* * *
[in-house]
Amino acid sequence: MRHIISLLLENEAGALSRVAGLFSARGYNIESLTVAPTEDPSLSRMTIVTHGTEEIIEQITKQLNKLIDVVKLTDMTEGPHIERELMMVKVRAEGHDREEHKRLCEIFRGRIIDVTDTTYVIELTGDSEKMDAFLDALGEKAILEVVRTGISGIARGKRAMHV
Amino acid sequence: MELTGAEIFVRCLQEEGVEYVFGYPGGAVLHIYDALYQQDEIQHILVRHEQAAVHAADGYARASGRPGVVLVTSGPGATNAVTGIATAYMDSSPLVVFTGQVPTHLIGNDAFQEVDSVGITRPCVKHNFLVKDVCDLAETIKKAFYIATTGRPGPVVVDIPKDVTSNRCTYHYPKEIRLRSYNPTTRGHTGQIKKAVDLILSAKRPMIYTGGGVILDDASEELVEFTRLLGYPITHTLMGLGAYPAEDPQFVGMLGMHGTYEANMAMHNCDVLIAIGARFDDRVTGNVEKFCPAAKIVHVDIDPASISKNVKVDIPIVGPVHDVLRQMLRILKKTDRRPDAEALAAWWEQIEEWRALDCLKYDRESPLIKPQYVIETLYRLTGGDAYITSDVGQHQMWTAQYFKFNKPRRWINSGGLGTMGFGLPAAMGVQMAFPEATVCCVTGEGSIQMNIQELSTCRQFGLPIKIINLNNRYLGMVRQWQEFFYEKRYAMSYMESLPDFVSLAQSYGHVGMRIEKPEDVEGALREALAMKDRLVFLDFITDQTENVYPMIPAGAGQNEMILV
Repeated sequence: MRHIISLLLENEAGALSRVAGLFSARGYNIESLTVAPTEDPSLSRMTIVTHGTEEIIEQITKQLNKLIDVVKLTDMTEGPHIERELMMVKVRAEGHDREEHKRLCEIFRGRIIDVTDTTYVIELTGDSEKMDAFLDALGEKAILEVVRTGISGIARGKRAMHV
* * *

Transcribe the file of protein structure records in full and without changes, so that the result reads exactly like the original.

[in-house]
Amino acid sequence: MRHIISLLLENEAGALSRVAGLFSARGYNIESLTVAPTEDPSLSRMTIVTHGTEEIIEQITKQLNKLIDVVKLTDMTEGPHIERELMMVKVRAEGHDREEHKRLCEIFRGRIIDVTDTTYVIELTGDSEKMDAFLDALGEKAILEVVRTGISGIARGKRAMHV
Amino acid sequence: MELTGAEIFVRCLQEEGVEYVFGYPGGAVLHIYDALYQQDEIQHILVRHEQAAVHAADGYARASGRPGVVLVTSGPGATNAVTGIATAYMDSSPLVVFTGQVPTHLIGNDAFQEVDSVGITRPCVKHNFLVKDVCDLAETIKKAFYIATTGRPGPVVVDIPKDVTSNRCTYHYPKEIRLRSYNPTTRGHTGQIKKAVDLILSAKRPMIYTGGGVILDDASEELVEFTRLLGYPITHTLMGLGAYPAEDPQFVGMLGMHGTYEANMAMHNCDVLIAIGARFDDRVTGNVEKFCPAAKIVHVDIDPASISKNVKVDIPIVGPVHDVLRQMLRILKKTDRRPDAEALAAWWEQIEEWRALDCLKYDRESPLIKPQYVIETLYRLTGGDAYITSDVGQHQMWTAQYFKFNKPRRWINSGGLGTMGFGLPAAMGVQMAFPEATVCCVTGEGSIQMNIQELSTCRQFGLPIKIINLNNRYLGMVRQWQEFFYEKRYAMSYMESLPDFVSLAQSYGHVGMRIEKPEDVEGALREALAMKDRLVFLDFITDQTENVYPMIPAGAGQNEMILV
Repeated sequence: MRHIISLLLENEAGALSRVAGLFSARGYNIESLTVAPTEDPSLSRMTIVTHGTEEIIEQITKQLNKLIDVVKLTDMTEGPHIERELMMVKVRAEGHDREEHKRLCEIFRGRIIDVTDTTYVIELTGDSEKMDAFLDALGEKAILEVVRTGISGIARGKRAMHV